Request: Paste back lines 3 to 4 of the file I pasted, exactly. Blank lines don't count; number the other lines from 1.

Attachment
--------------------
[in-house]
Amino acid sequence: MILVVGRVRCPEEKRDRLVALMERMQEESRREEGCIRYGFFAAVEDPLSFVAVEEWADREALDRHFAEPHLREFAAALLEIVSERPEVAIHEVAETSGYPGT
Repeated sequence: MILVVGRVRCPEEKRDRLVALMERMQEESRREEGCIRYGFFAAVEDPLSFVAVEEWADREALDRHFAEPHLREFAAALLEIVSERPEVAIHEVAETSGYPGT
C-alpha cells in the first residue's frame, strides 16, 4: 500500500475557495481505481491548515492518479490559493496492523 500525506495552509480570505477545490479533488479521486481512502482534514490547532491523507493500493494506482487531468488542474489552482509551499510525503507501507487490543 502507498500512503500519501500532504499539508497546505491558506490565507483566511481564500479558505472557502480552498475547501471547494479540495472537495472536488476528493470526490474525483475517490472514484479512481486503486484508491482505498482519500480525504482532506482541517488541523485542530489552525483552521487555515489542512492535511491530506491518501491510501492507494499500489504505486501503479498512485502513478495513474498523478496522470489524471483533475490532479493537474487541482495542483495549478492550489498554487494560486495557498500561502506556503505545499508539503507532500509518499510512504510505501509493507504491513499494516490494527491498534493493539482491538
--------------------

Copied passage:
Repeated sequence: MILVVGRVRCPEEKRDRLVALMERMQEESRREEGCIRYGFFAAVEDPLSFVAVEEWADREALDRHFAEPHLREFAAALLEIVSERPEVAIHEVAETSGYPGT
C-alpha cells in the first residue's frame, strides 16, 4: 500500500475557495481505481491548515492518479490559493496492523 500525506495552509480570505477545490479533488479521486481512502482534514490547532491523507493500493494506482487531468488542474489552482509551499510525503507501507487490543 502507498500512503500519501500532504499539508497546505491558506490565507483566511481564500479558505472557502480552498475547501471547494479540495472537495472536488476528493470526490474525483475517490472514484479512481486503486484508491482505498482519500480525504482532506482541517488541523485542530489552525483552521487555515489542512492535511491530506491518501491510501492507494499500489504505486501503479498512485502513478495513474498523478496522470489524471483533475490532479493537474487541482495542483495549478492550489498554487494560486495557498500561502506556503505545499508539503507532500509518499510512504510505501509493507504491513499494516490494527491498534493493539482491538